The extent and structure of tidal arms depends sensitively on the dwarf mass. At one extreme, Kuhn and Miller (1989), Kuhn et al. (1996), Klessen and Kroupa (1998) and Fleck and Kuhn (2003), among others, have explored the effects of tides on interacting dwarfs that contain no dark matter at all. In such cases, prominent tidal arms are produced that create clear structural and line-of-sight kinematic signatures (e.g. Klessen and Kroupa 1998; Klessen et al. 2003; Read et al. 2006b). For example, systems with significant tangential velocities may produce tidal extensions visible along the projected orbital path on the sky. These may be seen as S-distortions in the projected stellar distribution (Odenkirchen et al. 2002; Grillmair and Dionatos 2006), or as ‘breaks’ in the light profiles (Read et al. 2006b). If the tangential velocity is small compared to the radial velocity component (as is likely the case for Leo I), the geometry of the orbit may cause arms to project mostly onto the main body of the disrupting dwarf. For this case, an observer may fail to notice striking structural anomalies (Read et al 2006b), even though significant line-of-sight extension is present. For Leo I, observations of the red giant branch and red clump (Gallart et al. 1999a; Bellazzini et al. 2004) and of RR Lyr stars (Held et al. 2000, 2001) reveal no compelling evidence that a significant fraction of the galaxy extends more than % (or about 40 kpc) from its main body. Similar observations have ruled out significant line-of-sight extensions in other local dwarfs (Klessen et al. 2003).
We conclude that if Leo I had a close encounter with the MW (say, as implied by the orbit shown in Figures 13 and 14), then the lack of observable depth in Leo I and the absence of prominent structural anomalies require the presence of dark matter in Leo I. Otherwise, the galaxy would have been disrupted or greatly distorted in the encounter given its deep incursion into the Milky Way’s ‘no-fly zone’ (Mayer et al. 2001b). But the presence of DM does not mean Leo I would have been unaffected by the encounter, just that tidal effects may be considerably subdued compared to the no-DM cases considered above.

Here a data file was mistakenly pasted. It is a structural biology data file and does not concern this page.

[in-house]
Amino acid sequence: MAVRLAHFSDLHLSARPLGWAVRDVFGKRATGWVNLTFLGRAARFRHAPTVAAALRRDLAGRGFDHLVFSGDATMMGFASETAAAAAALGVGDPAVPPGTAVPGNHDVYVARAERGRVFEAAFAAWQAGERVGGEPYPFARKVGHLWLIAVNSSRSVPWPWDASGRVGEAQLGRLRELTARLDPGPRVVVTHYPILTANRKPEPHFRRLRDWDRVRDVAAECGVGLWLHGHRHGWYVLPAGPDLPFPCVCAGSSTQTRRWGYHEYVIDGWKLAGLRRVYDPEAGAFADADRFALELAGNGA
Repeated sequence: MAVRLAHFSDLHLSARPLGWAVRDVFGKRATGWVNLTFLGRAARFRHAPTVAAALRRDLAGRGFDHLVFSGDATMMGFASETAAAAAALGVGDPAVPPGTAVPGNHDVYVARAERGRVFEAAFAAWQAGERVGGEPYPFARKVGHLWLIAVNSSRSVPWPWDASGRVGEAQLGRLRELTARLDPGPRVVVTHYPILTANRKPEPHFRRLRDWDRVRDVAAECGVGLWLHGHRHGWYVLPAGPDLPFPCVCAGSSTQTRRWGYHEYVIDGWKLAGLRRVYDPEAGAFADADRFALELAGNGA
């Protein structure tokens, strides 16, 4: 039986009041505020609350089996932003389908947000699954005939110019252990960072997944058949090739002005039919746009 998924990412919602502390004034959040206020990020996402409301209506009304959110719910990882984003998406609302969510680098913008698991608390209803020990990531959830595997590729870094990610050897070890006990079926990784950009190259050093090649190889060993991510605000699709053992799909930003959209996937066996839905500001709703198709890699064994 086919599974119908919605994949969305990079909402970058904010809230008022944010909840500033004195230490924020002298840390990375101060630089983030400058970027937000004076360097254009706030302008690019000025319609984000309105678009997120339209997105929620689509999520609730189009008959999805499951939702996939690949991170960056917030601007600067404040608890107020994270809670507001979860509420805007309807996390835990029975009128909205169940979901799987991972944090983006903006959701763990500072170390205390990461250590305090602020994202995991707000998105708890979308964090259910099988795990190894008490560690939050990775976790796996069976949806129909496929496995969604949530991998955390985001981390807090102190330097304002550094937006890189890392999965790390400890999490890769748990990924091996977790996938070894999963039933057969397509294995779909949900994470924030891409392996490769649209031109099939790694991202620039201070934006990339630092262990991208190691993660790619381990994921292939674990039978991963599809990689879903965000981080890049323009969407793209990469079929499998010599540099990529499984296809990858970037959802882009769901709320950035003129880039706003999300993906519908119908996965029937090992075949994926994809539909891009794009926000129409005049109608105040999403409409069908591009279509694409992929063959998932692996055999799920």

To search for subtle structural tidal features, we have used our photometric observations to try to identify distortions in the projected geometry of Leo I. Figure 15 shows contours fit to a greyscale representation of the star counts of 12630 stars chosen within the boundary shown in the Leo I CMD (Figure 2), and smoothed with a Gaussian kernel with arcmin. By selecting stars from the CMD, we reduce field star contamination to about 1-2% of the sample. The contours are independent fits to different isopleths of the stellar distribution for ellipses with semi-major axes ranging from 2-12 arcmin, in 1 arcmin intervals. These contours reveal no striking distortions or asymmetries, though possibly a slight centroid shift to the NE with decreasing surface brightness.
Figure 16 quantifies this by plotting the locations of the fitted ellipse centers for successive contours. The ellipse centroids shift about 10 arcsec to the NE as we map fainter contours, consistent with the visual impression from Figure 15. This shift is quite modest: the centroid offsets in Figure 16 are never larger than about 5% of the King core radius of Leo I (IH95). Figure 17 plots some of the other parameters we derive from the fitted ellipse contours. Neither the position angles of the fitted ellipses nor their ellipticities vary more than 1-2 about the observed means, though the trend in ellipticity (increasing outward) appears to be systematic. The properties of the contours in Figure 15 do not rule out weak tidal features in Leo I, but they do indicate that Leo I lacks prominent tidal distortions in its projected structure. Models of dSph galaxies that lack DM but are optimally aligned to conceal structural anomalies, still tend to exhibit larger centroid shifts and isophot variations than we observe in Leo I (Klessen and Kroupa 1998; Klessen and Zhao 2002; Fleck and Kuhn 2003; Read et al. 2006b).